Oklahoma voters to decide fate of Ten Commandments monument
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Oklahoma voters will face a ballot measure this year that could allow the state to display a monument to the Ten Commandments.

Gov. Mary Fallin (R) said late Monday she had signed proclamations placing additional questions on the November ballot.

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One of those measures, State Question 790, would eliminate language from the state constitution that bars public money from being “appropriated, applied, donated, or used, directly or indirectly, for the use, benefit, or support of any sect, church, denomination or system of religion.”

The Oklahoma Supreme Court ruled in 2015 that a monument to the Ten Commandments displayed on state capitol grounds violated that section of the constitution.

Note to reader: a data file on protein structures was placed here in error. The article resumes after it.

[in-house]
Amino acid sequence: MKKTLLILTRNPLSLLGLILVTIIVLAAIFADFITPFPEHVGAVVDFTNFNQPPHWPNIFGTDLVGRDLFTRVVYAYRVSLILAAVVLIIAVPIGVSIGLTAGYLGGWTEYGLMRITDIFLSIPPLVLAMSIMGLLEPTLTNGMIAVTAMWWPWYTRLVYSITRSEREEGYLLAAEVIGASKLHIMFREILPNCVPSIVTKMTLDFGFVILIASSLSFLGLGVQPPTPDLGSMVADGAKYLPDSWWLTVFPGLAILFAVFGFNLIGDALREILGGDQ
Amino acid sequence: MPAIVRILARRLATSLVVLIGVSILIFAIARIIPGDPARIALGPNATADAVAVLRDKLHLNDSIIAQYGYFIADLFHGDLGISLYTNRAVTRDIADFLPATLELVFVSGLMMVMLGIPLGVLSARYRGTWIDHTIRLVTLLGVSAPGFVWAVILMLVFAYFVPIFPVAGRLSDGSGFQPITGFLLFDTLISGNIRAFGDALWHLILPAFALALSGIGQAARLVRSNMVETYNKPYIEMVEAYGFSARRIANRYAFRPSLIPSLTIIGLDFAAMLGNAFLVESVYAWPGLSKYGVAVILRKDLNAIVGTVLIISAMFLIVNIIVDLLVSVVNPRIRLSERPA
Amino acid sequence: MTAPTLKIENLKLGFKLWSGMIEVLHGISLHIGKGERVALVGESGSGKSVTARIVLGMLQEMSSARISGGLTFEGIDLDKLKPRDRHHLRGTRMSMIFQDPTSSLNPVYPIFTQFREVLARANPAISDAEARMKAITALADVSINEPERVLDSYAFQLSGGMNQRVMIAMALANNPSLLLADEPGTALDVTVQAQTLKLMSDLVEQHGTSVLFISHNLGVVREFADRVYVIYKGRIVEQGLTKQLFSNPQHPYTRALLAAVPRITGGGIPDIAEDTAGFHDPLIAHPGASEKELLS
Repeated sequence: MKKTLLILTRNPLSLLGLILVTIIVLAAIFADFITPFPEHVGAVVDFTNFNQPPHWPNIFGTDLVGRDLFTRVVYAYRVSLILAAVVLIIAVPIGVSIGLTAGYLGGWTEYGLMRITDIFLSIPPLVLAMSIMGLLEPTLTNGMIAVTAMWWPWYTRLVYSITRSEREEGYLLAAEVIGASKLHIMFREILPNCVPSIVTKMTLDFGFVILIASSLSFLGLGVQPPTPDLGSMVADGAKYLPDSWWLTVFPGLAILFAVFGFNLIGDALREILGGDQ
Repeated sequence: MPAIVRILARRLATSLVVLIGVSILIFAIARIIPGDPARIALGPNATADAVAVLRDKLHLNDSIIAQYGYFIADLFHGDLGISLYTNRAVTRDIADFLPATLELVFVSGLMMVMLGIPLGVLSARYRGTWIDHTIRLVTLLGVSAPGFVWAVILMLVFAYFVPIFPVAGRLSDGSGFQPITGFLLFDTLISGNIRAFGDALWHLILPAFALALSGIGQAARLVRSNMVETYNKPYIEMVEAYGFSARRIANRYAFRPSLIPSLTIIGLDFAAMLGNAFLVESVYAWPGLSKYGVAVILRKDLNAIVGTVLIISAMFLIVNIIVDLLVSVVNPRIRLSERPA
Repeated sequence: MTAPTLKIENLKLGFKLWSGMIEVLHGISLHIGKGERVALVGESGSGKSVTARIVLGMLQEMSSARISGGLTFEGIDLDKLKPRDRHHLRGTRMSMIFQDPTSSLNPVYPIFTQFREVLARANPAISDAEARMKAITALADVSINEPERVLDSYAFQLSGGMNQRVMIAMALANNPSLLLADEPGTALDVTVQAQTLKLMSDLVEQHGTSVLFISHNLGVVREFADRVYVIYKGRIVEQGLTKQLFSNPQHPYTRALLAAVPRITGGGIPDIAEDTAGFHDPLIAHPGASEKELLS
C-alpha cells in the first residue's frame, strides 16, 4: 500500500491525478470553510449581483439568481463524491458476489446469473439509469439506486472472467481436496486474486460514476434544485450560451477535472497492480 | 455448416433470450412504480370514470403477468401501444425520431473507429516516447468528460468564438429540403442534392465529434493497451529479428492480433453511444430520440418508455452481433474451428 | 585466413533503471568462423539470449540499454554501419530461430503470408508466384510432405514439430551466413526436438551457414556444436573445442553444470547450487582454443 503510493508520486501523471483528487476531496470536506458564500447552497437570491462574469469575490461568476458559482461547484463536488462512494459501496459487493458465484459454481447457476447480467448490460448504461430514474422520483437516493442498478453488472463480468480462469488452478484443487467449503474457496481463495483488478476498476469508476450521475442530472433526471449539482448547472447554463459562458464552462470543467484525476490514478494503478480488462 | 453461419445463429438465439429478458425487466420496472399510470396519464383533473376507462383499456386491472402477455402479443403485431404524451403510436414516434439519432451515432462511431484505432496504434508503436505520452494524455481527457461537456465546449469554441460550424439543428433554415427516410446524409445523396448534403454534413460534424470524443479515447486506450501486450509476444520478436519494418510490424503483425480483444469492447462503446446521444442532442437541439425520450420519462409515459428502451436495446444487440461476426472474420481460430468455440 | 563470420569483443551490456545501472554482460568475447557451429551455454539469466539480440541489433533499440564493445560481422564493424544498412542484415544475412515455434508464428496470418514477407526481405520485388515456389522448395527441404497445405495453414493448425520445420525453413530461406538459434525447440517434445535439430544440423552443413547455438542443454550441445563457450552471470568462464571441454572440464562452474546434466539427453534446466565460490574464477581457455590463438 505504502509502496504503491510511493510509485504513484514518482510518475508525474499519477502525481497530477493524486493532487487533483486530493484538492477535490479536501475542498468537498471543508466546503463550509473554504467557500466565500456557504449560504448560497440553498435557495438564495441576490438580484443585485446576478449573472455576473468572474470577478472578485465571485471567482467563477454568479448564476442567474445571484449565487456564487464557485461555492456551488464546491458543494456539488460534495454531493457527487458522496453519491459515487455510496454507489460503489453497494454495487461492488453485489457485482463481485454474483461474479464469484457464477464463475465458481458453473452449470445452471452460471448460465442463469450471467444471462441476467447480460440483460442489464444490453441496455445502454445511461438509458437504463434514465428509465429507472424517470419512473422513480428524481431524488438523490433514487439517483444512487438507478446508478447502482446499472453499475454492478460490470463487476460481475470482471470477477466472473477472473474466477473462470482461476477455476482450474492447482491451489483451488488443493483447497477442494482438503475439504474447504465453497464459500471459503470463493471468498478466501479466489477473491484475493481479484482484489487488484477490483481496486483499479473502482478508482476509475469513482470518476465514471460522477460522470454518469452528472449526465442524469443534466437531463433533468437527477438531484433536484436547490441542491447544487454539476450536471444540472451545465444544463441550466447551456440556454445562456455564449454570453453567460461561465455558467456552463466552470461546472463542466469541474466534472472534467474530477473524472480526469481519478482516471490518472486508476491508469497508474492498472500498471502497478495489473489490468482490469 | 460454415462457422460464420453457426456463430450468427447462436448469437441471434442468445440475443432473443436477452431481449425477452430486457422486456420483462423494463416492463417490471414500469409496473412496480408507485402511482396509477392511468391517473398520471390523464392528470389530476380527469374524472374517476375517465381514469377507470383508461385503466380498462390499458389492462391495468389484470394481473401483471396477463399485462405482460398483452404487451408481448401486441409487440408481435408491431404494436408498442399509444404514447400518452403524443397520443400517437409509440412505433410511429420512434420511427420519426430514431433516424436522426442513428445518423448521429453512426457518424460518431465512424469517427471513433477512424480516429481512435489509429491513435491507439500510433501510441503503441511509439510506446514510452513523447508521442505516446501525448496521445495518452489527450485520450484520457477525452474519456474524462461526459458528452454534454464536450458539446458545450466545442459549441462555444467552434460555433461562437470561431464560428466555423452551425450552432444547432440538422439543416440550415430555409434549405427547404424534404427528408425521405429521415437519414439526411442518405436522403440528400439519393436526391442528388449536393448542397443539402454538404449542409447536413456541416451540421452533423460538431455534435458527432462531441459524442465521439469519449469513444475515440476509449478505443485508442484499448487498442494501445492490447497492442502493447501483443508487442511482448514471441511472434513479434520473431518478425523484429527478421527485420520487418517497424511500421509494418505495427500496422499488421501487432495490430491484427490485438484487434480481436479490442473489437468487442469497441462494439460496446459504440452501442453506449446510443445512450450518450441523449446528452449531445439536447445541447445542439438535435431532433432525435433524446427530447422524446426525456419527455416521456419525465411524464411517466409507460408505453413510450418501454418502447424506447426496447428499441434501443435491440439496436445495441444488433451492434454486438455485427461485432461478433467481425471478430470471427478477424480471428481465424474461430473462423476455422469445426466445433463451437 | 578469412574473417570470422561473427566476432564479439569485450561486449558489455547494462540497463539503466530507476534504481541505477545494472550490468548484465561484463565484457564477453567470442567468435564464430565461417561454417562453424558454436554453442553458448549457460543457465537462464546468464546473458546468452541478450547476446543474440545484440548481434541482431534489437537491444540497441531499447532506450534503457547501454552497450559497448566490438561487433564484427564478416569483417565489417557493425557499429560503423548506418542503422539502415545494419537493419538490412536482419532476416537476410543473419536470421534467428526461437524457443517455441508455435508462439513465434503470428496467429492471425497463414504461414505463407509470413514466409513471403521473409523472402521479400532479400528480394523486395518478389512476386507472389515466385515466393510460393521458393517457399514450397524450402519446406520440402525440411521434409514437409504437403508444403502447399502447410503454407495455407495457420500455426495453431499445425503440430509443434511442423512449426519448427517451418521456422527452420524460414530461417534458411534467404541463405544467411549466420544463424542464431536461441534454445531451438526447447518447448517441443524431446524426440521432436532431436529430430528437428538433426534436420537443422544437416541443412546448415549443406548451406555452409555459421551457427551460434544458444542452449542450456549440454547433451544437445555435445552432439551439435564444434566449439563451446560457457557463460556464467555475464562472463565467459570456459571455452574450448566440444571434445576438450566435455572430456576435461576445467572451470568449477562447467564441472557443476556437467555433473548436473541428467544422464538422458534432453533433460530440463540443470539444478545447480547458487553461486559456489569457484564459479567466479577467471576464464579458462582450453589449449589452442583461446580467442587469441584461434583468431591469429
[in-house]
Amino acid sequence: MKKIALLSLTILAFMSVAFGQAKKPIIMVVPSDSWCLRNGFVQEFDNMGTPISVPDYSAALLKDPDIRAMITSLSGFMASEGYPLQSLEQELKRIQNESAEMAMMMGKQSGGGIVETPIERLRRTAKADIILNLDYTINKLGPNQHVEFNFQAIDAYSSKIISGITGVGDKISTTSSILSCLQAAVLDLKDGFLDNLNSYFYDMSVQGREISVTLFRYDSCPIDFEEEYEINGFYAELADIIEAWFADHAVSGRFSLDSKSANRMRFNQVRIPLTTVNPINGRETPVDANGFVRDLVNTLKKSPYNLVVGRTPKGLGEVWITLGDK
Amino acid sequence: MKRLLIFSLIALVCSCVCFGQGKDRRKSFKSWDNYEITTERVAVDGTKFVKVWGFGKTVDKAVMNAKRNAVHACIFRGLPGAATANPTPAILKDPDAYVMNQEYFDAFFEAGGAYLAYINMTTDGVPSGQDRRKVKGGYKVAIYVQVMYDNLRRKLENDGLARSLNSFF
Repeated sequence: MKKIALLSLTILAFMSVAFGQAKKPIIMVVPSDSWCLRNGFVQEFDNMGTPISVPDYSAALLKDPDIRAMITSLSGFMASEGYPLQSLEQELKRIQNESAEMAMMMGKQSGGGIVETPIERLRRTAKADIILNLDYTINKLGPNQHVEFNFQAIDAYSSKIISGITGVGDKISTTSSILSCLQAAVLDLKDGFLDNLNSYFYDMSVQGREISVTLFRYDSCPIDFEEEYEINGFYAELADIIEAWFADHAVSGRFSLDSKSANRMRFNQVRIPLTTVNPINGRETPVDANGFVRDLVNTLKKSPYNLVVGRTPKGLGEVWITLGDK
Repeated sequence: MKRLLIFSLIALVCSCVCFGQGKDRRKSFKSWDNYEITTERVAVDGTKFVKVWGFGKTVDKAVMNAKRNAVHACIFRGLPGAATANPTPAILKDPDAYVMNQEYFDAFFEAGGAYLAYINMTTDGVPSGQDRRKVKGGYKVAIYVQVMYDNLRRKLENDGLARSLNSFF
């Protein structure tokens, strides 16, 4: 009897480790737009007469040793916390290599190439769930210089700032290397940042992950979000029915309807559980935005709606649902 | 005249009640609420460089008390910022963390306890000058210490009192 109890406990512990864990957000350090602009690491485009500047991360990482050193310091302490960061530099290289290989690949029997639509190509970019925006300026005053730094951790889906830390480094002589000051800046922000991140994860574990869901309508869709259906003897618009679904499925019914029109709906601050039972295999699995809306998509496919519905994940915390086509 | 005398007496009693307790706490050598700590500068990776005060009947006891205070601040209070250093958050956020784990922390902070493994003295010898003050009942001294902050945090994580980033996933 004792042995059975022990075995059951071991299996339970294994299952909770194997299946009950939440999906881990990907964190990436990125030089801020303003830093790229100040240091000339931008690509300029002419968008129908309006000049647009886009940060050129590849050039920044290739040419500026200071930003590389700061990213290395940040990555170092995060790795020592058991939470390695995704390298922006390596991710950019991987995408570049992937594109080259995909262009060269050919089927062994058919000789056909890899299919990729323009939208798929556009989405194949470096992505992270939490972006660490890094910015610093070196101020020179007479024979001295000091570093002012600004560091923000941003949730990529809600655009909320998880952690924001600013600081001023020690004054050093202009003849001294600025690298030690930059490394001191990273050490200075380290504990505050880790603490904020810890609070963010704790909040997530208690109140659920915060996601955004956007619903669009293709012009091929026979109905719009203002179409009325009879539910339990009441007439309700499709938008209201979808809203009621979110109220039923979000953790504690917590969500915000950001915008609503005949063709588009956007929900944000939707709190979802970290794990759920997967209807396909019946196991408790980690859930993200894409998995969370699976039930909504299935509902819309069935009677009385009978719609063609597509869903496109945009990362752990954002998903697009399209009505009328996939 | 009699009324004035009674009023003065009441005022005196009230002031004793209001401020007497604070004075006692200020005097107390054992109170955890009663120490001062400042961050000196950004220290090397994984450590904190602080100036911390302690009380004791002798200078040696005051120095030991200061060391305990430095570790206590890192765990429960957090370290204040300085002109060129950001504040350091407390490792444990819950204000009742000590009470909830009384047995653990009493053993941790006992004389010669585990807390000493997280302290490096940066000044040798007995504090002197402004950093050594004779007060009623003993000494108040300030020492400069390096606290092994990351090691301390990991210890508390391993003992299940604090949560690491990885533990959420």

Christian conservatives, angered by that ruling, mounted an effort to remove the relevant section of the state constitution to allow the monument to stand. State Sen. Rob Standridge (R), the sponsor of legislation that led to the ballot question, said the Supreme Court’s ruling could extend to Christmas tree lightings on the capitol campus, and to state funding of hospitals with religious affiliations.

Oklahoma voters will also cast ballots on measures that would allow wine and full-strength beer to be sold in grocery stores, increase the state sales tax by 1 percentage point to fund teacher pay raises and reclassify some minor criminal offenses including drug possession as misdemeanors.